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Volatility Decomposition and Nonparametric Estimation of Spot Volatility of Models with Poisson Sampling under Market Microstructure Noise

Tunyavetchakit, Sophon

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The estimation of volatility for high-frequency data under market microstructure noise has been extensively studied during recent years. In this work, in contrast to the majority of previous research, we focus on the estimation of spot volatility of a time-changed price-model based on transaction times. In this model, volatility is decomposed into the product of two main curves, namely transaction-time volatility and trading intensity, both of which can be analyzed from data and contain valuable information. By inspecting these two curves individually we gain more insight into the cause and structure of volatility. The main methodological and theoretical contributions of this work are the introduction and theoretical investigation of a new volatility estimator based on this volatility decomposition.

For the estimation of transaction-time volatility under microstructure noise, we adapt a noise-robust estimator based on the pre-averaging technique to our situation in order to cope successfully with the contamination. The asymptotic properties of both estimators— the classical volatility estimator and the alternative volatility estimator (based on the decomposition)—are investigated using an infill asymptotic approach. We compare these estimators in order to see the benefit of factorizing the volatility in this transaction-time model. We find that the alternative estimator outperforms the classical one in many cases in terms of the rate of convergence. Finally, we explore the performance of our estimators in the finite-sample setting in simulations. Our real-data analysis of high-liquid assets reveals several interesting empirical phenomena: (i) the U-shape in the spot volatility over a trading day is primarily the feature of the intensity; (ii) the tick-time volatility is considerably smoother than the clock-time volatility and intensity; (iii) the impact of microstructure noise on spot volatility estimation is very small.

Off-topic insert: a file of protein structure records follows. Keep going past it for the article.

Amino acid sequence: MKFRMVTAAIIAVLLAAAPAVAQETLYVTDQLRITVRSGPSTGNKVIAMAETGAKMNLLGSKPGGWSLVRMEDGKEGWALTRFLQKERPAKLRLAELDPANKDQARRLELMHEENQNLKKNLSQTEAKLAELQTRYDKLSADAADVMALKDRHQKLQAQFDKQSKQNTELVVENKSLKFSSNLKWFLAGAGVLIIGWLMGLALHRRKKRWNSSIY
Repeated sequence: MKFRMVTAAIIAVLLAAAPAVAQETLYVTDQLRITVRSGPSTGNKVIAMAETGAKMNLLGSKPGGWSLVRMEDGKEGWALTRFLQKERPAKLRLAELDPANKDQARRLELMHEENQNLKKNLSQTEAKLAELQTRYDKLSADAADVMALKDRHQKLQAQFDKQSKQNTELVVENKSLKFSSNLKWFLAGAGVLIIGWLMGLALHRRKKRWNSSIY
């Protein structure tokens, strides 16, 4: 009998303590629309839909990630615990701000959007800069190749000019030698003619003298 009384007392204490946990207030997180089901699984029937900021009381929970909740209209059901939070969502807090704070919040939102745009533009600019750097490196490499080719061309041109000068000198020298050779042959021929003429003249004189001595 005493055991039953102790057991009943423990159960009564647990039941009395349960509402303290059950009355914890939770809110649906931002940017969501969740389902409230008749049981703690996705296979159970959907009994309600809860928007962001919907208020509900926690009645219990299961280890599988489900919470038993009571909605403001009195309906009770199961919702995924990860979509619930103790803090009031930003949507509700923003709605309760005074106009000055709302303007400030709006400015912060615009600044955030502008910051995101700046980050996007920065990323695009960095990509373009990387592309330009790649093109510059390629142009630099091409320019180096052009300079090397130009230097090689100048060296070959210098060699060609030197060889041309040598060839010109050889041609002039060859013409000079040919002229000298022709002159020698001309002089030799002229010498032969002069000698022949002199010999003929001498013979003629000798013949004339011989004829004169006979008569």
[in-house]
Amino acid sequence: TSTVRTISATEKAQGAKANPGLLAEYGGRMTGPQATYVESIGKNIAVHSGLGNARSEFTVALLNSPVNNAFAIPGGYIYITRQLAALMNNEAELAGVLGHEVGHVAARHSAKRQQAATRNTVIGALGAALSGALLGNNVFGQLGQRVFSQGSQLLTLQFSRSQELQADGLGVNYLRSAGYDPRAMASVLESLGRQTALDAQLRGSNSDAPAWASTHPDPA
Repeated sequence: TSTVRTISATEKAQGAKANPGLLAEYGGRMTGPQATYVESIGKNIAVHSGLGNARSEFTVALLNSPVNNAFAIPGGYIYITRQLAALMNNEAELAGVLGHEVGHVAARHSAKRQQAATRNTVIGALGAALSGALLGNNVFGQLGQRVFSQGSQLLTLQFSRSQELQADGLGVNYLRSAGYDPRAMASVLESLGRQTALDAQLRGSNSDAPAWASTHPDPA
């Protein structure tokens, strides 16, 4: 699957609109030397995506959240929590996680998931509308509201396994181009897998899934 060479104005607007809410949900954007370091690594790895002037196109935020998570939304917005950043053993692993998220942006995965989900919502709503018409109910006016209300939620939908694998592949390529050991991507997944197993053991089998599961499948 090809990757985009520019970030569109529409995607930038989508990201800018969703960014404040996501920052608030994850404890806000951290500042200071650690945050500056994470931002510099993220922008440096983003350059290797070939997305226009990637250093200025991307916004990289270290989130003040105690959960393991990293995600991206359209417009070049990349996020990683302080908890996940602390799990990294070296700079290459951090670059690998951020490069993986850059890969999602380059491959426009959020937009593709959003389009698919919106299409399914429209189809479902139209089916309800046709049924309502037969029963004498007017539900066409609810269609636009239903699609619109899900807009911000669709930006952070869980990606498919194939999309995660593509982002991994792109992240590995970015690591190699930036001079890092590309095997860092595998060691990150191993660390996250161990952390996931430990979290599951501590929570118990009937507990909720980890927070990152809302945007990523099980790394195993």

Item Type: Dissertation
Supervisor: Dahlhaus, Prof. Dr. Rainer
Date of thesis defense: 28 June 2016
Date Deposited: 14 Jul 2016 05:34
Date: 2016
Faculties / Institutes: The Faculty of Mathematics and Computer Science > Department of Applied Mathematics
Subjects: 510 Mathematics
Controlled Keywords: Volatility Decomposition, Time-changed Brownian motion, Tick-time volatility
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